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Roads in Stowe are open, but still under repair, after weekend flooding

Cars drive on a main street in a downtown area on a foggy summer morning.
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Stowe is looking for help from the Federal Emergency Management Agency after flooding last Sunday damaged roads in the eastern part of town.

The town of Stowe is looking for help from the Federal Emergency Management Agency as it cleans up after its third major flood event in the last year — and works to protect itself against future storms.

Last Sunday, rains flooded parts of Stowe's Gold Brook, overwhelming culverts and rendering some roads in the eastern part of town completely impassable.

Harry Shepard, director of public works for Stowe, said roads are back open, but his department is asking for patience as cleanup continues in the Stowe Hollow area. Work could take weeks to months.

“Absolutely, proceed with caution," Shepard said. "You know, there's a lot of areas where the road is back open but it’s got cones and barrels at the side, not guardrails. And nothing’s graded smooth."

Shepard said drivers can expect continued temporary road closures and delays on Gold Brook and North Hollow Roads next week between 7 a.m. and 6 p.m.

Before this flooding event, his department was already looking into repairing some of the bridges and culverts in the area, in light of last year's floods.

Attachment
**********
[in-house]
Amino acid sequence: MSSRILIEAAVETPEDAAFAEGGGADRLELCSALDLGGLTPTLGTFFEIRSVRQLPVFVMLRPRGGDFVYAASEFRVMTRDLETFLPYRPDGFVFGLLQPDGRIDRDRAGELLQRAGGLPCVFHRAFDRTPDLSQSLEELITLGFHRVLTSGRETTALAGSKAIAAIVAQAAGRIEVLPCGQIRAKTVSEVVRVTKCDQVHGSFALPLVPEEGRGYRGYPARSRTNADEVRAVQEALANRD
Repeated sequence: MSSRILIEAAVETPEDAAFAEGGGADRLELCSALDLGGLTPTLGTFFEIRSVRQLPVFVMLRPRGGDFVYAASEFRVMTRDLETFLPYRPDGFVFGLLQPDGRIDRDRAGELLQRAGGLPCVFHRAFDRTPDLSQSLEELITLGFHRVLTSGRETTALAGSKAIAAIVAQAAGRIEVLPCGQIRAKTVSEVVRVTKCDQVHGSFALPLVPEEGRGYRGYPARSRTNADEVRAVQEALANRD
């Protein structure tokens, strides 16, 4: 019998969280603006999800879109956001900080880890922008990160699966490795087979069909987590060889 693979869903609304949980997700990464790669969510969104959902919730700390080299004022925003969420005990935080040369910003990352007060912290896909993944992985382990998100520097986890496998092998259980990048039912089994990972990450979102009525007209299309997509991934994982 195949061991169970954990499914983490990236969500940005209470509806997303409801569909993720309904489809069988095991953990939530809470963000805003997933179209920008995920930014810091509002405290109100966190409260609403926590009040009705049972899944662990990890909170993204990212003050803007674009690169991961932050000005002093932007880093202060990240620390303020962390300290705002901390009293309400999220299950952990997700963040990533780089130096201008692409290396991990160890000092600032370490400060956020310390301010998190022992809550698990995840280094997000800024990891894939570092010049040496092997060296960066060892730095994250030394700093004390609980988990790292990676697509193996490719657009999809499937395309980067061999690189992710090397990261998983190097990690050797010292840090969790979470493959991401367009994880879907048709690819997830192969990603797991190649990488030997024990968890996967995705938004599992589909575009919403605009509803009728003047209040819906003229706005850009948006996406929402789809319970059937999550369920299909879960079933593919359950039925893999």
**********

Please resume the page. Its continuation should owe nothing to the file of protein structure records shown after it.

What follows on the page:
"You know, we’re feeling exhausted," Shepard said. "Particularly this one kind of for me personally hit home hard. … It sometimes feels repetitive."

Shepard hopes funding from FEMA could help with both short-term repairs and longer-term flood mitigation work.

Stowe has been able to get support from FEMA for flood repairs in the past. But Shepard said those storms had more regional and statewide impacts, while this one was mostly localized to the area.

You can find road updates at townofstowevt.org/news

Have questions, comments or tips? Send us a message.

Sabine Poux is a reporter/producer with Brave Little State. She comes to Vermont by way of Kenai, Alaska, where she was a reporter, news director, and on-air host for almost three years. Her reporting on commercial fishing and energy has been syndicated across Alaska and on NPR.
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